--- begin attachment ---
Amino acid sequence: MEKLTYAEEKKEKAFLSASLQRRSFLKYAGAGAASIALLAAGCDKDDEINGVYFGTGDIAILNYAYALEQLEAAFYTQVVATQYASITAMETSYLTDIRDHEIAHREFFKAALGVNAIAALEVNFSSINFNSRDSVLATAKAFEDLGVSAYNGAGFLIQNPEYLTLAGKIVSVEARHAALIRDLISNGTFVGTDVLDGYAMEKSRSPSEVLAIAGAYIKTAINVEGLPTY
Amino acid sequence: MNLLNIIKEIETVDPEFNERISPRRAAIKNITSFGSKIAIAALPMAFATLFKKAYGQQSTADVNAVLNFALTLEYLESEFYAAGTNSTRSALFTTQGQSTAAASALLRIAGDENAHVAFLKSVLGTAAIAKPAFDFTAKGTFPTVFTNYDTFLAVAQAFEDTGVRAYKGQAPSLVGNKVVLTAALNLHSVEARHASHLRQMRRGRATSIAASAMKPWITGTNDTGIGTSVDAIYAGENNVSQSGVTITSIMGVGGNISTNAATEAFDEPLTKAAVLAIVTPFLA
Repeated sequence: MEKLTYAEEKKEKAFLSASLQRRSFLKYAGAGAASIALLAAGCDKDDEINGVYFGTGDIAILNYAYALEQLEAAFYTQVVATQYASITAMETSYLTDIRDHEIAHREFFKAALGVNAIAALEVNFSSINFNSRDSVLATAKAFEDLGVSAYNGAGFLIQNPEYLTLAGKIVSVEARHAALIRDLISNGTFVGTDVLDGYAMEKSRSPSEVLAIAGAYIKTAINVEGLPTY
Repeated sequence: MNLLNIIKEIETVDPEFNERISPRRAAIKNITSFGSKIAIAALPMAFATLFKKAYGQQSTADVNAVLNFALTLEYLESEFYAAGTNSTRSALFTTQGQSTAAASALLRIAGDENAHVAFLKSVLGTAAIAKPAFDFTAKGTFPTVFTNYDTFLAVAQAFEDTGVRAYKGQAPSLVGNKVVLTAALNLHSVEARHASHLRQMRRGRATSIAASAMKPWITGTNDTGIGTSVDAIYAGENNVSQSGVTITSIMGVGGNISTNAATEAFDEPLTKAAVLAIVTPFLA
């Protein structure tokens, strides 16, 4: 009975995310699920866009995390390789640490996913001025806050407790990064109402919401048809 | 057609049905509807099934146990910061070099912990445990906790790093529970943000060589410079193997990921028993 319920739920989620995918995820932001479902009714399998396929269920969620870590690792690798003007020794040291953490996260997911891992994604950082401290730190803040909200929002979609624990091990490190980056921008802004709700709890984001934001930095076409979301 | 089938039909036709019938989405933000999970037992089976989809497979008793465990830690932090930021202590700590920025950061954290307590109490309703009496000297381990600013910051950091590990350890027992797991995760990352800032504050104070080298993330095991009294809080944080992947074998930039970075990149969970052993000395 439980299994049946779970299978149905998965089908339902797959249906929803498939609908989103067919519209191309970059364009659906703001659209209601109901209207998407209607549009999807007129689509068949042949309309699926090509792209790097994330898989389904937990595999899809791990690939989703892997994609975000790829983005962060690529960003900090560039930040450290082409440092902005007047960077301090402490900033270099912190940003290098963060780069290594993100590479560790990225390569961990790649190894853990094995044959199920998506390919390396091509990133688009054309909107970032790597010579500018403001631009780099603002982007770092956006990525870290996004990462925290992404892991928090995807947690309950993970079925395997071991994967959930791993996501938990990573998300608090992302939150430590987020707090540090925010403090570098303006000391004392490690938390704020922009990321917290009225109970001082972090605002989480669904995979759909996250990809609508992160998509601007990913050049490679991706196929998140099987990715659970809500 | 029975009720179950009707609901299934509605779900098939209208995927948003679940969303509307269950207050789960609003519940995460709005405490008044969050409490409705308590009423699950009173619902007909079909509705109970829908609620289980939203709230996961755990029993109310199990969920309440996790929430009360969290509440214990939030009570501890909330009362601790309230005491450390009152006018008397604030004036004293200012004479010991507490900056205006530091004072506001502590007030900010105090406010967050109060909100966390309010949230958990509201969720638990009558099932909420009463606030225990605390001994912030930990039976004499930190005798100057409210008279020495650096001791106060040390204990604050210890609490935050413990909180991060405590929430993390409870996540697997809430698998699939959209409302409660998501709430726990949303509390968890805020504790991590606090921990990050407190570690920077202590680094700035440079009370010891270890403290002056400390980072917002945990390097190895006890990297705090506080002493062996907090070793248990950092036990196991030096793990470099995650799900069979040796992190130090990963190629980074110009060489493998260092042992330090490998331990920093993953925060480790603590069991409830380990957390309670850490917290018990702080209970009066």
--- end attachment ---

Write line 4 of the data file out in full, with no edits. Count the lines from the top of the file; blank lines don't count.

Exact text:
Repeated sequence: MNLLNIIKEIETVDPEFNERISPRRAAIKNITSFGSKIAIAALPMAFATLFKKAYGQQSTADVNAVLNFALTLEYLESEFYAAGTNSTRSALFTTQGQSTAAASALLRIAGDENAHVAFLKSVLGTAAIAKPAFDFTAKGTFPTVFTNYDTFLAVAQAFEDTGVRAYKGQAPSLVGNKVVLTAALNLHSVEARHASHLRQMRRGRATSIAASAMKPWITGTNDTGIGTSVDAIYAGENNVSQSGVTITSIMGVGGNISTNAATEAFDEPLTKAAVLAIVTPFLA